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Commodity Crops: Corn

Commodity crops – You may have heard the term, but few people outside of agriculture know the role these crops play. To help you better understand what these crops are, their role in agricultural production and the U.S. economy, and the connection many of them have to biotechnology and GMOs, GMO Answers will give an overview of several commodity crops (corn, soybeans and cotton – to name a few!) over the coming weeks.

 We reached out to Lawson Mozley, a sixth generation farmer in northwest Florida, to explain why farmers grow commodity crops:

"Commodity crops support our economy because they have so many uses, they're grown across the country, and they're easy to store for relatively long periods of time. This justifies the infrastructure that’s necessary to enable distribution and international trade. It's amazing to think that wheat grown on my farm in northwest Florida could be used to make bread in New York City, or other food products around the world."
 

This week, we begin with one of the most familiar – and most versatile – commodity crops: corn.
 
Corn field
 
Where and how is corn grown in the United States?
 
The U.S. is the largest corn producer on Earth, accounting for more than 30 percent of the world’s corn crop. It’s grown on more than 400,000 farms in the U.S., and over 20 percent of the corn grown in the States is exported for international trade, supporting one million American jobs . You can learn more about corn’s role in international trade here.
 
Why does the U.S. grow so much corn? Gary Truitt shares, “As Dr. Bob Thompson points out, the U.S. is the only place in the world that has the climate, soil, water, and topography to produce corn in the amounts we do.  And it is a good thing we do because, without this level of production, the world — including the U.S. — would be a hungrier place.”
 
Corn is planted on about 80 million acres in the U.S., with most of the crop grown in the Midwest / Heartland. About 99 % of the corn grown in the U.S. is field corn, with the remaining 1 % being sweet corn. What’s the difference between field and sweet corn? Whereas you’ll find sweet corn in your produce aisles and farmers markets for you to eat, field corn is typically used for livestock feed, food ingredients, and to make a wide range of consumer products. National Corn Grower’s Association explains the difference between field and sweet corn here.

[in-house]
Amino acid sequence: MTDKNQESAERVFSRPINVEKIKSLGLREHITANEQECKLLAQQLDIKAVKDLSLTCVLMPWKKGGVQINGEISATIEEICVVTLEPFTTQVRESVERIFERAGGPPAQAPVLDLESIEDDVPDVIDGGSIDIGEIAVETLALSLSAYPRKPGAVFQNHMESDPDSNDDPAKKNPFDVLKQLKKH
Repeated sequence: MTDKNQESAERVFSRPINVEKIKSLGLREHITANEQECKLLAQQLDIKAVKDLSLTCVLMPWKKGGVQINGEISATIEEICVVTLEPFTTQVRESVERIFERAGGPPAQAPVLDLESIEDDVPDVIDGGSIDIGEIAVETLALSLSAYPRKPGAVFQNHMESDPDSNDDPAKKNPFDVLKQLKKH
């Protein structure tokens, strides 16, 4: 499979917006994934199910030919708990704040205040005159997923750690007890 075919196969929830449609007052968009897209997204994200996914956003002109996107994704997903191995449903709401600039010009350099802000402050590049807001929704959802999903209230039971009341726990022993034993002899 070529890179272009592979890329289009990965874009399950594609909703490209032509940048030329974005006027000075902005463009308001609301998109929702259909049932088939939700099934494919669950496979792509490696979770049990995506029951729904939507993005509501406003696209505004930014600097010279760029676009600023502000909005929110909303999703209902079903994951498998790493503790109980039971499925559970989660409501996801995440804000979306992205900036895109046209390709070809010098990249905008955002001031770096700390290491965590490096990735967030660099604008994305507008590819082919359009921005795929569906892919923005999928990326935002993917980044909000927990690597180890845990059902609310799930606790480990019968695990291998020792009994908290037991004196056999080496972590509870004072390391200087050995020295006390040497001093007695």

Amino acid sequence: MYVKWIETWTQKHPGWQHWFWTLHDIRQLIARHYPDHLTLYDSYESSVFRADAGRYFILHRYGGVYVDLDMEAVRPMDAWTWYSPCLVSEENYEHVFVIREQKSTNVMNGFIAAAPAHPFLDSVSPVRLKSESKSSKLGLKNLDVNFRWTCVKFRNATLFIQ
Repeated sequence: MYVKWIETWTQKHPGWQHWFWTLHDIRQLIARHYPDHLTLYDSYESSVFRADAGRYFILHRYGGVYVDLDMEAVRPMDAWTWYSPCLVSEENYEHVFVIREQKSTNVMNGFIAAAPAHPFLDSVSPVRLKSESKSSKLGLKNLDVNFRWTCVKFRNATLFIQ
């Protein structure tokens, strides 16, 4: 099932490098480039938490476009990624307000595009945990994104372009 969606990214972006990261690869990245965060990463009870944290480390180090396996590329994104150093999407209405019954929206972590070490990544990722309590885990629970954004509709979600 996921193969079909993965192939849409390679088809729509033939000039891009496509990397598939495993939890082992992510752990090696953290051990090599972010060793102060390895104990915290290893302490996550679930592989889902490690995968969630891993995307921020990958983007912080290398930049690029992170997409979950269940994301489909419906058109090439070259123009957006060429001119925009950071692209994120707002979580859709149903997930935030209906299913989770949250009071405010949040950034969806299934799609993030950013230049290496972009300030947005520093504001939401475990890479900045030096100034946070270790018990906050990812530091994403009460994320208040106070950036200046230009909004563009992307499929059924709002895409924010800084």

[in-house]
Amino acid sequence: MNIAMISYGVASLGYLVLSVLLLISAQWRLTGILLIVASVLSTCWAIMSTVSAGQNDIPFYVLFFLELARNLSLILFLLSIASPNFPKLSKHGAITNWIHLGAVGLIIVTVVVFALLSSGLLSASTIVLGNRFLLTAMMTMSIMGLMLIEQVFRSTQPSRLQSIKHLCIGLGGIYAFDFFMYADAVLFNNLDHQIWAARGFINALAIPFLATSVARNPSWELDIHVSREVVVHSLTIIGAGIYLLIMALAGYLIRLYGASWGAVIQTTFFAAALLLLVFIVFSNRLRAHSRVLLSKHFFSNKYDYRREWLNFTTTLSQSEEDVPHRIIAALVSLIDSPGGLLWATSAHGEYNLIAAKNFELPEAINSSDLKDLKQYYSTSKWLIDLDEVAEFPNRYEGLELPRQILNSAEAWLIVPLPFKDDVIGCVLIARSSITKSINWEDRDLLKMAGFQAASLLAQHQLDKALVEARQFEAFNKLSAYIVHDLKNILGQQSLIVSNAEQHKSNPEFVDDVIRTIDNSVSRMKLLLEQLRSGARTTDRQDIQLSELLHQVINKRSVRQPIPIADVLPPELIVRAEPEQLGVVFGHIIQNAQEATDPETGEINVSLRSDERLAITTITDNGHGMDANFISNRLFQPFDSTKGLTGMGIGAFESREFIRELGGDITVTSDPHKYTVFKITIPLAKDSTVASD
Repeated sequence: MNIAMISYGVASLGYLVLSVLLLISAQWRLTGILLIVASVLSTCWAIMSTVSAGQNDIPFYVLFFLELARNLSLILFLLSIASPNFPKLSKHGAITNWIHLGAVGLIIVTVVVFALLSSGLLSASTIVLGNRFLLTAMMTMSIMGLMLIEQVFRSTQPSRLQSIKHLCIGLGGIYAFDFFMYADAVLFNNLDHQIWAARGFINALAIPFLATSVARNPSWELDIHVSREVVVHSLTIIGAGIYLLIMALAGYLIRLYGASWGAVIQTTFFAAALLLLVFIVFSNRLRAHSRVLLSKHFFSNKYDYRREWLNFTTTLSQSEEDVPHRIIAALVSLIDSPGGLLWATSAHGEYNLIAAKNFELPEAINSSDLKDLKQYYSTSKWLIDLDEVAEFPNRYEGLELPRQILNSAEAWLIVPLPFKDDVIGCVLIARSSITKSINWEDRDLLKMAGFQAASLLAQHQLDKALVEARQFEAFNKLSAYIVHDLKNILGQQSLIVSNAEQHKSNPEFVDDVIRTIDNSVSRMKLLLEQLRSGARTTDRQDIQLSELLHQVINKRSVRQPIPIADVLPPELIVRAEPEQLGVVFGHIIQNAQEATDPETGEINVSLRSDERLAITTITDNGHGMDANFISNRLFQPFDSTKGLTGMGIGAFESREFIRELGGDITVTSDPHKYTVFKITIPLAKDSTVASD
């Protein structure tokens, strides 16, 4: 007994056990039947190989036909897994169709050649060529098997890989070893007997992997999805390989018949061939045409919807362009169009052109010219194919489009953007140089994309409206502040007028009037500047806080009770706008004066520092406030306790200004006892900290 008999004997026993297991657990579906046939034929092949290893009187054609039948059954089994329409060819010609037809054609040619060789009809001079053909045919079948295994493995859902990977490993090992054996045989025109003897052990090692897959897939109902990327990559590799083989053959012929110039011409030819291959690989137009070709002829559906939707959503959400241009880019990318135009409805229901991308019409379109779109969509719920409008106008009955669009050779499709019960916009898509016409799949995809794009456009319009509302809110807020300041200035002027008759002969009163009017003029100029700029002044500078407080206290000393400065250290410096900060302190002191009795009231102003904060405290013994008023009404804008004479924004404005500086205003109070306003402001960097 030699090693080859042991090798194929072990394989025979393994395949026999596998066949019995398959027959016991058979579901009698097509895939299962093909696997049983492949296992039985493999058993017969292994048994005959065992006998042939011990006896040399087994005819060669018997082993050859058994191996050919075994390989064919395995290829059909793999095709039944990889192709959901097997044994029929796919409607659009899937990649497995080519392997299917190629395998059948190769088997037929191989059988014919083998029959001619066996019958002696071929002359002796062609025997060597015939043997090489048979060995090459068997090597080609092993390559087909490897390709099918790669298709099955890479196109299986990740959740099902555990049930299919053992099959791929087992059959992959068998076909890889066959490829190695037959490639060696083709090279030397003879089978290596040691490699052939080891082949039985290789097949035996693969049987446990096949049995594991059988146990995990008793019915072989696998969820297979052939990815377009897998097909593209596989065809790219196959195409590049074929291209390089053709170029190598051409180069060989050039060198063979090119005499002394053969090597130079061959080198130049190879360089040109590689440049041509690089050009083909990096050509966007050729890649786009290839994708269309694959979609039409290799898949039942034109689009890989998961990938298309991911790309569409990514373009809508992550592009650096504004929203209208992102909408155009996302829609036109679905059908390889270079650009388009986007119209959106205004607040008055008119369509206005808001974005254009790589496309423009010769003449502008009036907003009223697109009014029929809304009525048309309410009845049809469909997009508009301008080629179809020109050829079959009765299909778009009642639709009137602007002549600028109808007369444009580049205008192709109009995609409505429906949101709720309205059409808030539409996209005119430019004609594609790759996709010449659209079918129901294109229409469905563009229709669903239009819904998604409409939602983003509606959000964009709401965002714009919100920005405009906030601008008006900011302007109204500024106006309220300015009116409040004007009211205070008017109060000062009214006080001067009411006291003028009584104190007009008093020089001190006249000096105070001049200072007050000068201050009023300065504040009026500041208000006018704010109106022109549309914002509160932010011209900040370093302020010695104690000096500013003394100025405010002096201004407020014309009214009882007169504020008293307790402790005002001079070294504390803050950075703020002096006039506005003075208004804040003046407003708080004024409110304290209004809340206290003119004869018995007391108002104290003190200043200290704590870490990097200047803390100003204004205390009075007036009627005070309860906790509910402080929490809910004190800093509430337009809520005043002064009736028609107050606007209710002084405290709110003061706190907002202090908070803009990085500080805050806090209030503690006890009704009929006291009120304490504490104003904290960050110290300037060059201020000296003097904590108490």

In fact, most of the corn grown in the U.S. isn’t produced for human food consumption. "Here’s this one rather simple crop from which we humans have learned to make so many different things,” said Katie Pratt, corn and soy farmer, and author of the blog Rural Route 2.  Those things include feed for livestock, fuel for our cars, oil for sunscreen and water bottles, starch for magazine printing and sidewalk chalk. CommodityHQ explains that corn is “…often used widely in a number of other applications as well. Corn, for example, is used in everything from artificial sweeteners to fuel sources to papers and containers.” Corn is also used to make matchsticks, crayons and carpet, and more!  Sarah Schultz of Nurse Loves Farmer shares some of the more than 4,000 uses for corn in this post.

Did You Know: Planting season for 2015 is about to begin, and you can watch where corn is planted across the country using this map.

There is a misconception that growing so much corn is contributing to “monoculture” farming. Steve Savage explains how corn is grown in the U.S. Corn Belt, including crop rotations hereKatie Pratt explains on her blog why corn is grown in the Midwest: "We raise corn and soybeans, as do a lot of Midwestern farmers...Not only do we have the climate and soils to produce these crops well, we also have the infrastructure, market accessibility and workforce. There are reasons why certain things are grown in certain places.”

Field and sweet corn are both available as GM varieties. As Gary Truitt explains in this article, more than 80 percent of the corn grown in the U.S. is GM corn. These varieties were created with insect resistance traits that help farmers more easily manage pests, like the corn borer or corn rootworm, and protect their harvest.

We hope you come back for more!

Corn, an extremely versatile crop, is just one example of the many ways commodity crops can be used in everyday products. During February, visit GMO Answers each week to learn more about how other commodity crops like soybeans and cotton are used. If you’ll be attending the upcoming Commodity Classic in Phoenix, AZ, we invite you to stop by our booth!
 
Have questions about commodity crops -- what they are, how they're used, where they grow and why? Ask us on GMO Answers or on Twitter and Facebook, and we'll do our best to answer your questions in the upcoming posts!